Halifax natives Sloan are celebrating their 20th year as a band with an album full of hook laden power pop perfection. As usual the album title serves as a double meaning. Double cross meaning 2 xs, the Roman numeral for twenty, or perhaps it’s a reference to something more disquieting? It’s the former, not the latter.
It seems that every time one reads about Sloan it’s the same thing: something along the lines of “4 songwriters with distinctive voices and styles”. That is usually followed by a reference to The Beatles, such as the “Canadian Fab 4” or some such nonsense.
It really is a shame that Sloan is not more popular in the U.S. I feel that their albums are strong, for the most part, and nobody anywhere can write a song as good as these guys. I’m not saying that being popular in the United States would mean that they have finally “made it”. I’m just saying that they deserve a worldwide audience and if the U.S. didn’t have such terrible taste in pop music, and people knew what was good for them, they’d be playing Sloan on radios across the country. If more people had a chance to hear them I don’t doubt for a second that they would have a much larger following.
But alas, they are (at least in the United States) something of a cult band, with the inherent small but loyal following. Sloan manages to produce consistently great material even within less popular albums, such as Pretty Together and Action Pact the one-two punch of mediocrity that their fans love to hate. It seems that those two albums went against their sound that usually remained pretty well in tact from album to album with nothing too jarring happening on sequential releases.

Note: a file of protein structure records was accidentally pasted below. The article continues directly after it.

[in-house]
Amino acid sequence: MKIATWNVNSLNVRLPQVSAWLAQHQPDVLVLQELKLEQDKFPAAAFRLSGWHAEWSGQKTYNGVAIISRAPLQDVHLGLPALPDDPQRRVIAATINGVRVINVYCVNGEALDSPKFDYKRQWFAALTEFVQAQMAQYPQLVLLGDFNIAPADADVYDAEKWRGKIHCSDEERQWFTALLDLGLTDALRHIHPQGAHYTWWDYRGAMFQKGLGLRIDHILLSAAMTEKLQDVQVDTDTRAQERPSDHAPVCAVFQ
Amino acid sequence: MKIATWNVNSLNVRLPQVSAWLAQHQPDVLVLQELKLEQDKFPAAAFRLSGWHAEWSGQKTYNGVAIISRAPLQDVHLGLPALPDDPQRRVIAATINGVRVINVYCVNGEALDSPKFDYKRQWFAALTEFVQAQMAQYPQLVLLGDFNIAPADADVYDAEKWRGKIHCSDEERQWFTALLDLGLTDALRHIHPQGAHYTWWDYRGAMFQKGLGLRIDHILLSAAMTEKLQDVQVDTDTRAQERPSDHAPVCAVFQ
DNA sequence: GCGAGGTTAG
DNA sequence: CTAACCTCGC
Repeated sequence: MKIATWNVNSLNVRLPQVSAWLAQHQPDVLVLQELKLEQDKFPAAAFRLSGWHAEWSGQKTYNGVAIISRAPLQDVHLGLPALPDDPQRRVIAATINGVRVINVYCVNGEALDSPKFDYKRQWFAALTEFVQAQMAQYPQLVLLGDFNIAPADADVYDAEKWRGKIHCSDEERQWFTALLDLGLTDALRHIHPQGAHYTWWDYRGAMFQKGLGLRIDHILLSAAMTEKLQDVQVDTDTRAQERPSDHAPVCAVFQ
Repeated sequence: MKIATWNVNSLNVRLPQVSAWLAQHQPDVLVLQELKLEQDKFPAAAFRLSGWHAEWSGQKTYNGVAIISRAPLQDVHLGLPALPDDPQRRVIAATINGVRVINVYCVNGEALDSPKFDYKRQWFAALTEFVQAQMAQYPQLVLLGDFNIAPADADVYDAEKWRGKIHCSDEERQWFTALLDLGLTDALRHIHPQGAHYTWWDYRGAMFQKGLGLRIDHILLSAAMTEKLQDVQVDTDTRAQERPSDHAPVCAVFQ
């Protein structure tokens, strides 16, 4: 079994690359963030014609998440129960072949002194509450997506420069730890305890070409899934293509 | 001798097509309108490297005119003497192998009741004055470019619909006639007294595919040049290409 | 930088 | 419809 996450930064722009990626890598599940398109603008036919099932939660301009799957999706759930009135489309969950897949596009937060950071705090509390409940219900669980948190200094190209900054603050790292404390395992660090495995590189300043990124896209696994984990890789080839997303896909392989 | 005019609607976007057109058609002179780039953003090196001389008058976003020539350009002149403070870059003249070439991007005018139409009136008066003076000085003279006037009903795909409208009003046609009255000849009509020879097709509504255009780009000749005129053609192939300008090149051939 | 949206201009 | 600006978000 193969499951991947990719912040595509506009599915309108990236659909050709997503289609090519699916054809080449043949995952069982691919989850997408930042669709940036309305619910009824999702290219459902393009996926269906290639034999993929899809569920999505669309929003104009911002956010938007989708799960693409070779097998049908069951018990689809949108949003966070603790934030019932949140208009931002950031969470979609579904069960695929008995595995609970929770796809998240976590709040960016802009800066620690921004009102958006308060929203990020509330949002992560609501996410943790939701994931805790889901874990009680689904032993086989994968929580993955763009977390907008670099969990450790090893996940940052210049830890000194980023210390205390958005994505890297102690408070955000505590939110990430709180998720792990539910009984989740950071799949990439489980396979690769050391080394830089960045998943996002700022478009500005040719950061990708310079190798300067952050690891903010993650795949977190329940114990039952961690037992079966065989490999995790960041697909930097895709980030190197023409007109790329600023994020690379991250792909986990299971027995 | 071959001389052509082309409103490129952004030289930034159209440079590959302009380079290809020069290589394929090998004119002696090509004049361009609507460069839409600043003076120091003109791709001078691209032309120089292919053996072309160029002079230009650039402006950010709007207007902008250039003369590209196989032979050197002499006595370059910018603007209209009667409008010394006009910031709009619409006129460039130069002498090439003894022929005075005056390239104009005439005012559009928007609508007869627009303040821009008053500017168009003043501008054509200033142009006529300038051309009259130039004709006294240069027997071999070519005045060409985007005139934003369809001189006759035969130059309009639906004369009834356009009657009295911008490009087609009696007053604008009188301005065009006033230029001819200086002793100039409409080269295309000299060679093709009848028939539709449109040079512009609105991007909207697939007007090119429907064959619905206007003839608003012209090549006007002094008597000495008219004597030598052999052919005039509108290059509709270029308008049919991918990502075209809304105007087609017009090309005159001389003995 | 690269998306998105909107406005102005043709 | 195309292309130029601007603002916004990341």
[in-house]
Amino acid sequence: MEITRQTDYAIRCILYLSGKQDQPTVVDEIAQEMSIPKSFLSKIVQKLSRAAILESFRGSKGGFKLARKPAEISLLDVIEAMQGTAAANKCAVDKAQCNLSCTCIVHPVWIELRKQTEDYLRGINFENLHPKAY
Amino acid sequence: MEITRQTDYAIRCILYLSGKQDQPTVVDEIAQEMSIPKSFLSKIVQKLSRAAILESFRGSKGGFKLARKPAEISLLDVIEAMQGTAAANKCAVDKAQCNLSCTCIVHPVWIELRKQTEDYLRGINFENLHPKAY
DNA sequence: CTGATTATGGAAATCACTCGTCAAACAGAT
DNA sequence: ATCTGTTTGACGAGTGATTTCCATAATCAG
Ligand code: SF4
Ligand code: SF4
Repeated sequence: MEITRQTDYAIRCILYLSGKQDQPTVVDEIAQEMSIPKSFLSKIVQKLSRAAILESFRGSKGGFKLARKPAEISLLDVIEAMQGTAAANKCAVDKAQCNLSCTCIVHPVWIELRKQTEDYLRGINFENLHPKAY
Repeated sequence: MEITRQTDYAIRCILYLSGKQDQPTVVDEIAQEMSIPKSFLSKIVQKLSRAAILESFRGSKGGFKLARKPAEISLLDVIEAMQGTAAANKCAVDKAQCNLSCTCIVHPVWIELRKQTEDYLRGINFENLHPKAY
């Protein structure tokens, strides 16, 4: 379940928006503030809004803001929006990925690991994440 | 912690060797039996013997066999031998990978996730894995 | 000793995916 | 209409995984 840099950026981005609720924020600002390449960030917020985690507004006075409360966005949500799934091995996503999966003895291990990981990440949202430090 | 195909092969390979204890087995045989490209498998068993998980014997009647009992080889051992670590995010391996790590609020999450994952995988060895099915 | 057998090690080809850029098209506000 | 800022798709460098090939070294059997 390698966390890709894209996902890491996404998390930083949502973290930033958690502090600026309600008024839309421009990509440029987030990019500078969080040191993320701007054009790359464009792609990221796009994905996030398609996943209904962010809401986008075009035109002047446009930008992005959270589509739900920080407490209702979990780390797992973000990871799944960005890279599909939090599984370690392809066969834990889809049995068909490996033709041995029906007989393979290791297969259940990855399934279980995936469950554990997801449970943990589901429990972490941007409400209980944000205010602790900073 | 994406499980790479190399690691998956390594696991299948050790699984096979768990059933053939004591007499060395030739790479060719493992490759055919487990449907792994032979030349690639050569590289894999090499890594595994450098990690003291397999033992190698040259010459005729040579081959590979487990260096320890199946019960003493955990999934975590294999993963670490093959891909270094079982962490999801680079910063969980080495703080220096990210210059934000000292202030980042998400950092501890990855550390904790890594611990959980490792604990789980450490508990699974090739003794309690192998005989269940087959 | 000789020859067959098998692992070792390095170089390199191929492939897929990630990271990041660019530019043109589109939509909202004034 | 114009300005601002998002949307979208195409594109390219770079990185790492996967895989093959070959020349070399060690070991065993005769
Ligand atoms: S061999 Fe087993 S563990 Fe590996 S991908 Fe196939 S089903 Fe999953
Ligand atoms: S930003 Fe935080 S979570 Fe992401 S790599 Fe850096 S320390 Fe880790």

Recently they seem to be back on track in a big way with 3 really solidly fantastic albums. “Never Hear the End of It”, an amazing double album from 2006, “Parallel Play” from 2008, the “Hit and Run EP” of 2009 and now “The Double Cross” continues that trend.
Their output, even going back as far as the landmark album “Twice Removed” from 1994, never seemed to follow current trends. Sloan seems content and determined to consistently chart their own path.
Being that they’ve been around for so long, and because of the 4 distinct songwriting styles, Sloan fans have mostly aligned themselves with one band member or another. Much can be written about the distinct stylistic virtues of each member as a songwriter, though I don’t intend to do go down that road. That’s the easy way out. It seems that nobody is too willing to talk about Sloan in terms of the band, Sloan. Fans will often cry out about apparent inconsistencies within albums stemming from the different approaches and sometimes that seems the way to go. Album efforts don’t always feel like band efforts. Sometimes the style shifts from song to song can be a bit much. Perhaps these complaints can be mostly boiled down to fans missing the “good old days” of Sloan.
In my opinion these “good old days” are typically fans projecting unfair expectations onto the band in order to cease forward momentum of their career in order to preserve their own personal memories of that time in their life when they first discovered the band. Music fans, it seems, want bands to stay the same, but not too much the same, because they’ll typically complain either way. Sloan has continued to grow, and for better or worse, have always done their own thing.
Sloan has been around long enough to have “eras”. The most recent such era I would say starts with “Never Hear the End of It”. I feel that this album marks the beginning of a prolifically great songwriting rebirth that followed two albums in which they seemed to be making a concerted effort to change their sound. Since this rebirth it seems as though they have been trying to strike a balance between working separately and working as a band. “Never Hear the End of It” used the technique of melding songs nearly seamlessly together by painstakingly organizing the tracks by key which helped immensely with the flow of the album. They did this before, on their 1999 album “Between the Bridges” though with “Never Hear the End of It” people had a bit more of a difficult time holding interest through to the end, as it was a rather lengthy double album.